Wednesday, December 16, 2015

Hawaii's Jedi chef brotherhood reunited

Nadine Kam photos
The Alan Wong Jedi brotherhood, with one sister, reunited.


“Star Wars” imagery is everywhere this season in anticipation of this week’s release of the latest tale in the film saga, “Star Wars: The Force Awakens.”

Even so, when I spotted the Jedi T-shirts and life-size Storm Trooper balloon outside the tents at the MW and Friends “Reunited” event that took place Dec. 14 under a tent in the restaurant’s parking lot, I was a little confused about the meaning of the thing.

At least I wasn’t the only one clueless about the insider’s joke. Everyone else was asking the same questions: “What’s with the Jedi T-shirts?” “What’s with the Star Wars theme?”

OK, first things first. As well as being praise-worthy in their own right, chefs Alan Wong, Roy Yamaguchi and George Mavrothalassitis have been responsible for providing the real world training ground for most of Hawaii’s next generation of top-tier chefs. This particular reunion brought together chefs who formerly worked together at Alan Wong’s Restaurant and the Pineapple Room.

Jedi chef Steven Ariel, now with the W Seattle Hotel, was among the alumni of Alan Wong's family of restaurants who came together for a reunion event Dec. 14 at MW Restaurant.

In addition to MW host/owners Wade Ueoka and Michelle Karr-Ueoka, in house were:

Sonny Acosta: Now at Abunai Food; Washington, D.C.
Steven Ariel: W Seattle Hotel
Brandon Hamada: Home Bar & Grill
Lance Kosaka: Top of Waikiki and Sky Waikiki
Jon Matsubara: Bloomingdale’s Restaurant Kaola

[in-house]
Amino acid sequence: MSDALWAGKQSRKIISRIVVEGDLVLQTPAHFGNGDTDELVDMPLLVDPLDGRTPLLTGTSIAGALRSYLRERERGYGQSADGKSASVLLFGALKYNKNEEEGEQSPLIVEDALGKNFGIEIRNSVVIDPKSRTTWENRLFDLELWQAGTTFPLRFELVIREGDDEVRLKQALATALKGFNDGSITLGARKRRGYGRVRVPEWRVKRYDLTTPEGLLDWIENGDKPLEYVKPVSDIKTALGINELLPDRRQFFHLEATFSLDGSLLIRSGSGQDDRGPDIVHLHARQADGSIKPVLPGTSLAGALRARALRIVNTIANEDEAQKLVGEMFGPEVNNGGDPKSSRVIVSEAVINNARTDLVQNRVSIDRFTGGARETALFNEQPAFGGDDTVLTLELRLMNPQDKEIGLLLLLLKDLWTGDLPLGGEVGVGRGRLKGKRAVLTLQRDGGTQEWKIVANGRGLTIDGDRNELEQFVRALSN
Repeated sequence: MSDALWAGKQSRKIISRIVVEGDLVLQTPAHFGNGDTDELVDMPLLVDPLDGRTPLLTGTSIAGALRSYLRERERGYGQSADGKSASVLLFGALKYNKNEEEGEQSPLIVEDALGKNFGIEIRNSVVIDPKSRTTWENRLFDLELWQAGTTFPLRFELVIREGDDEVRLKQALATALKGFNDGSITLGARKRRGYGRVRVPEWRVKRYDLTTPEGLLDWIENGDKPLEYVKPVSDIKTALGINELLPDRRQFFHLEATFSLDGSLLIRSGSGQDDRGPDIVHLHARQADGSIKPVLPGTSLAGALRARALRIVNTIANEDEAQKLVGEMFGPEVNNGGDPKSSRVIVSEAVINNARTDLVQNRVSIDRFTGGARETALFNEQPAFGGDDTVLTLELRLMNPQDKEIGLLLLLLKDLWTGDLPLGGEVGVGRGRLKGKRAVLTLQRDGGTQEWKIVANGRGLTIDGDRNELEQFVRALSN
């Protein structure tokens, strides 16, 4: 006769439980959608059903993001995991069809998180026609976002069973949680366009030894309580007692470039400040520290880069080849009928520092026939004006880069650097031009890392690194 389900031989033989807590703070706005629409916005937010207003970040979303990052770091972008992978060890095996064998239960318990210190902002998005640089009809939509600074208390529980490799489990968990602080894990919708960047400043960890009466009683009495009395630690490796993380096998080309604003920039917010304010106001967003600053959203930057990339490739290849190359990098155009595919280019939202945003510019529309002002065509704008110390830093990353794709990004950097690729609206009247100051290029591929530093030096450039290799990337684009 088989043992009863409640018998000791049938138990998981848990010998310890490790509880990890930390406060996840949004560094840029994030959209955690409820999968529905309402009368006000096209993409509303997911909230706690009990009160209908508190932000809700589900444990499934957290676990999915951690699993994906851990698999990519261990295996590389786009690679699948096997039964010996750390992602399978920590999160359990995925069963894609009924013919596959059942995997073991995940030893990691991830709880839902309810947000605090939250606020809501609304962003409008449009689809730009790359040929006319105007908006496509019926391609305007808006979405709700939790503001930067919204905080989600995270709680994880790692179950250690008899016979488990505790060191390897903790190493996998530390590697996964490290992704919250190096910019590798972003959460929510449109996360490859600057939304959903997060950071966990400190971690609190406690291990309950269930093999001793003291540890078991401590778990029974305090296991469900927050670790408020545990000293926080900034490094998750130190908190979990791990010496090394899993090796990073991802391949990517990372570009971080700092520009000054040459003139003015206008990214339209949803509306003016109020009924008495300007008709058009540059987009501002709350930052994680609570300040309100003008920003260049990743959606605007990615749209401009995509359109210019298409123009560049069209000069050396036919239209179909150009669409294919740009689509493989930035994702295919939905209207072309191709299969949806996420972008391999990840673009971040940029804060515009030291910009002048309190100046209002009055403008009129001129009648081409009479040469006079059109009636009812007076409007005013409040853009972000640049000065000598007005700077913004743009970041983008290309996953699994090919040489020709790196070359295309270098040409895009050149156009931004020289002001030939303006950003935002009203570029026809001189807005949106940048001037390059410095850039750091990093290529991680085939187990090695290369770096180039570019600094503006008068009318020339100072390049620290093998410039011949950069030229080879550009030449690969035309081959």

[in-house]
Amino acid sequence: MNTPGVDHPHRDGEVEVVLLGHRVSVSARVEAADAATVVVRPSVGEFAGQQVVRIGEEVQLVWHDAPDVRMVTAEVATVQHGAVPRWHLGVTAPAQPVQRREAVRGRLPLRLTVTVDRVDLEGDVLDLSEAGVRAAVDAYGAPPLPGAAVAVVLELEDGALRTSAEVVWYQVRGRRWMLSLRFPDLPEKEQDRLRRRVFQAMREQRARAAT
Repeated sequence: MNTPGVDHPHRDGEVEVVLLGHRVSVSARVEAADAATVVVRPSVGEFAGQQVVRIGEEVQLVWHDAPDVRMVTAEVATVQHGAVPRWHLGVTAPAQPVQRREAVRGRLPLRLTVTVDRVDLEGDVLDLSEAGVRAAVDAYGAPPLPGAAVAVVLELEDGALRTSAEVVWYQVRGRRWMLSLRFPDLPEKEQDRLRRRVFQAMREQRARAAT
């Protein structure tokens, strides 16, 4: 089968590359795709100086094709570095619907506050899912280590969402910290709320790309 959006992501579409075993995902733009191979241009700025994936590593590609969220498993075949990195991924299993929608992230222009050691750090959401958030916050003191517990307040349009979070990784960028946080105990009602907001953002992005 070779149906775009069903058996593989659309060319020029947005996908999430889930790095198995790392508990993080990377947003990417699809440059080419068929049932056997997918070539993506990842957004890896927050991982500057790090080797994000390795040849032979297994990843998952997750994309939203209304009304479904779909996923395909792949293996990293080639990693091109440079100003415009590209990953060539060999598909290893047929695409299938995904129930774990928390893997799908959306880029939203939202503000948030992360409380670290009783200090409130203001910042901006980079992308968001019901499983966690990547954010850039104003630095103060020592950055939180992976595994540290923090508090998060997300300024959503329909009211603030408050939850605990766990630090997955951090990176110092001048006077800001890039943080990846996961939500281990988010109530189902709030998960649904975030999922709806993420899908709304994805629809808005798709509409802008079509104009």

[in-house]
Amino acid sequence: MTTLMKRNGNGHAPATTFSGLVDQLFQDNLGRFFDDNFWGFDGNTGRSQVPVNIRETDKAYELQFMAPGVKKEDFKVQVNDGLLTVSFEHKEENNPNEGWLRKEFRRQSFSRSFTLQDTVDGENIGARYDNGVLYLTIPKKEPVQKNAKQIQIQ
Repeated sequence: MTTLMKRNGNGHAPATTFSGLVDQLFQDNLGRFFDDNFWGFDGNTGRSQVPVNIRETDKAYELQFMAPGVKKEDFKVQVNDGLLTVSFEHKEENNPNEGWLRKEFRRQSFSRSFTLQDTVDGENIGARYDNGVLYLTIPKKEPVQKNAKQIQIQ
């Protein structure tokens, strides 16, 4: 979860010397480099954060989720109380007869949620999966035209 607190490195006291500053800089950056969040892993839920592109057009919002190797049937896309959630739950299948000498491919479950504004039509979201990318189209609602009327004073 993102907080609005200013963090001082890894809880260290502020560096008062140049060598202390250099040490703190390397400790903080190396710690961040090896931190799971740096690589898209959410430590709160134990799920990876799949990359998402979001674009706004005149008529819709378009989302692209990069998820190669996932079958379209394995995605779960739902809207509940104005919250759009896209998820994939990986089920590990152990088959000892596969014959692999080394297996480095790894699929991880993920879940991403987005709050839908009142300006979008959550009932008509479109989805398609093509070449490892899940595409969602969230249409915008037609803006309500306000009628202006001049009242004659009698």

Gary Matsumoto: Hawai’i Convention Center
Jonathan Mizukami: Chef Mavro
Jared Murakawa: MW Restaurant
Neil Nakasone: Home Bar & Grill
Marc Urquidi: Roy’s Restaurant
Sean Walsh: Top of Waikiki
Mark Okumura: Kapiolani Community College
Also there was longtime restaurant manager Charly Yoshida.

Guarding the tent.

As for the “Star Wars” reference, Wade explained all in his program notes, writing:

“I remember long, long ago, in a kitchen not too far away …
The day I was new to the fish station … I had actually just learned to cook a simple fish fillet, and now, all of a sudden, as service was starting, I was responsible for a whole fish? I had no idea what I was in for. Being it was my first encounter with a whole fish (and nervous as hell), I nonchalantly asked,

“How do you know when it’s done?”

“The reply I received in the heat of the rush was, ‘Use your Jedi sense!’

“It was at that moment that I knew I wanted to commit myself to learn the ways of the Jedi. … It has taken many, many years of practice, long hours, and countless cuts, burns and mistakes to learn the ways of the Jedi."

Jedi chefs, from left, Wade Ueoka, Lance Kosaka and Jonathan Mizukami, who has returned home after working kitchens from Alinea, to Per Se, El Bulli and The French Laundry. Planning for the reunion event began about five months ago.

“… Through years of battle, and the opportunity to cook with hundreds of different troops, there have been those with which a group has formed. A group that has shown passion, dedication, determination, and the skills to become a true Jedi master. It had always been a dream of mine to bring all the Jedi back together again.”